The Problem South
Region, Empire, and the New Liberal State, 1880-1930

Natalie J. Ring

A new cultural history of the modernization of the American South


"This lucidly written study makes a bold argument for reimagining how the South became modernized, how liberalism was constructed, and how the region was part of a worldwide process. Imaginatively conceived and original in its conclusions, Ring's book makes a significant contribution to the literature about the Progressive Era South that will force us to reconsider old assumptions and rethink how we frame the Problem South into a global context."
—William A. Link, author of The Paradox of Southern Progressivism, 1880-1930

"The Problem South is an extraordinary reimaging of the New South. The book is, all at once, a complementary, synthetic, and constructively revisionist text. Elegantly and persuasively, Ring plots a new narrative of the nation's most complicated and historically significant region and sets her story against a layered local, regional, national, and global backdrop."
—Matthew Pratt Guterl, author of American Mediterranean: Southern Slaveholders in the Age of Emancipation

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For most historians, the late nineteenth and early twentieth centuries saw the hostilities of the Civil War and the dashed hopes of Reconstruction give way to the nationalizing forces of cultural reunion, a process that is said to have downplayed sectional grievances and celebrated racial and industrial harmony. In truth, says Natalie J. Ring, this buoyant mythology competed with an equally powerful and far-reaching set of representations of the backward Problem South—one that shaped and reflected attempts by northern philanthropists, southern liberals, and federal experts to rehabilitate and reform the country's benighted region. Ring rewrites the history of sectional reconciliation and demonstrates how this group used the persuasive language of social science and regionalism to reconcile the paradox of poverty and progress by suggesting that the region was moving through an evolutionary period of "readjustment" toward a more perfect state of civilization.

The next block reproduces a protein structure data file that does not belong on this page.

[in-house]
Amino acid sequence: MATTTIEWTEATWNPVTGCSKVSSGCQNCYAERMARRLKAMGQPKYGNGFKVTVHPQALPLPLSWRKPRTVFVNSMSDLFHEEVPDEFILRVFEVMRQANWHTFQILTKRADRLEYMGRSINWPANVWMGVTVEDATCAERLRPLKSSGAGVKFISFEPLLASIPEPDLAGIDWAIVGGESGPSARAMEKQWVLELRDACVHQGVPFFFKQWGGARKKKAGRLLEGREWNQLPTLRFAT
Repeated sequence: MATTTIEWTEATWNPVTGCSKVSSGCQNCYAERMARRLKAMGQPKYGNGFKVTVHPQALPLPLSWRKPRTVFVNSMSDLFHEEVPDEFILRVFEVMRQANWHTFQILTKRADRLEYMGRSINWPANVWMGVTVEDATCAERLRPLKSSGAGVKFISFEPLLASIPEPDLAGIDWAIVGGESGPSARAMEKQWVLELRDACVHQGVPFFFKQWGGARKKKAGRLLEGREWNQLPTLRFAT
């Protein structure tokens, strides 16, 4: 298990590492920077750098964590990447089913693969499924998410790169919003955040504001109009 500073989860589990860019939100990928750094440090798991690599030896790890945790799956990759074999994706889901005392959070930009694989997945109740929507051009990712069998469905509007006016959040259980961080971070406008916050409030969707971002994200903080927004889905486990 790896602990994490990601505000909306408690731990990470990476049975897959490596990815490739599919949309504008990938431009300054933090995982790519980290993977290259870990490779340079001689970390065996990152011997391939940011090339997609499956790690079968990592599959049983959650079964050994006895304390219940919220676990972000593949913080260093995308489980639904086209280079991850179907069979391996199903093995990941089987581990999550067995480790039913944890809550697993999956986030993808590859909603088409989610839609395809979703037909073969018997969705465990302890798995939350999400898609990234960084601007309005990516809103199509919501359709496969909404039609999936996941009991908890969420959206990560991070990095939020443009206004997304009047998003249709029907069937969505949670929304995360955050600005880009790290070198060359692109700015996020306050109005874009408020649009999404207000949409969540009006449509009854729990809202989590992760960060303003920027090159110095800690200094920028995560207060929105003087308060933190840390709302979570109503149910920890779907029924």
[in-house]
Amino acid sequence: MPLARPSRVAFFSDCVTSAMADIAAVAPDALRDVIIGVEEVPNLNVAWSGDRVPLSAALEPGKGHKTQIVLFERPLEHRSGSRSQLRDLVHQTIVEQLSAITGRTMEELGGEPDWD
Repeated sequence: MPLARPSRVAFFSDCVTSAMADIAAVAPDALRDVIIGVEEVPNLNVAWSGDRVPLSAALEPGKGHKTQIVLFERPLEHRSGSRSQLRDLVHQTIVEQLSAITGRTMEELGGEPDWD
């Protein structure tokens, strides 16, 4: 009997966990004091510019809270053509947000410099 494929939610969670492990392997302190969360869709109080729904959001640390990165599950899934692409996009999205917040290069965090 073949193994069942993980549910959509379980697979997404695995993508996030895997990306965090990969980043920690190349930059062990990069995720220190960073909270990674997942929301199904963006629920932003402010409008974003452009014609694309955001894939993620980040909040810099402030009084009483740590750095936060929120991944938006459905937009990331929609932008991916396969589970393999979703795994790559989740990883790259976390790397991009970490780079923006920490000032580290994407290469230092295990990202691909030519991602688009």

In addition, The Problem South contends that the transformation of the region into a mission field and laboratory for social change took place in a transnational moment of reform. Ambitious efforts to improve the economic welfare of the southern farmer, eradicate such diseases as malaria and hookworm, educate the southern populace, "uplift" poor whites, and solve the brewing "race problem" mirrored the colonial problems vexing the architects of empire around the globe. It was no coincidence, Ring argues, that the regulatory state's efforts to solve the "southern problem" and reformers' increasing reliance on social scientific methodology occurred during the height of U.S. imperial expansion.

Politics and Culture in the Twentieth-Century South

Page count: 288 pp.
10 b&w photos
Trim size: 6 x 9


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Natalie J. Ring is an assistant professor of history at the University of Texas at Dallas. She is coeditor, with Stephanie Cole, of The Folly of Jim Crow: Rethinking the Segregated South, forthcoming from Texas A&M University Press.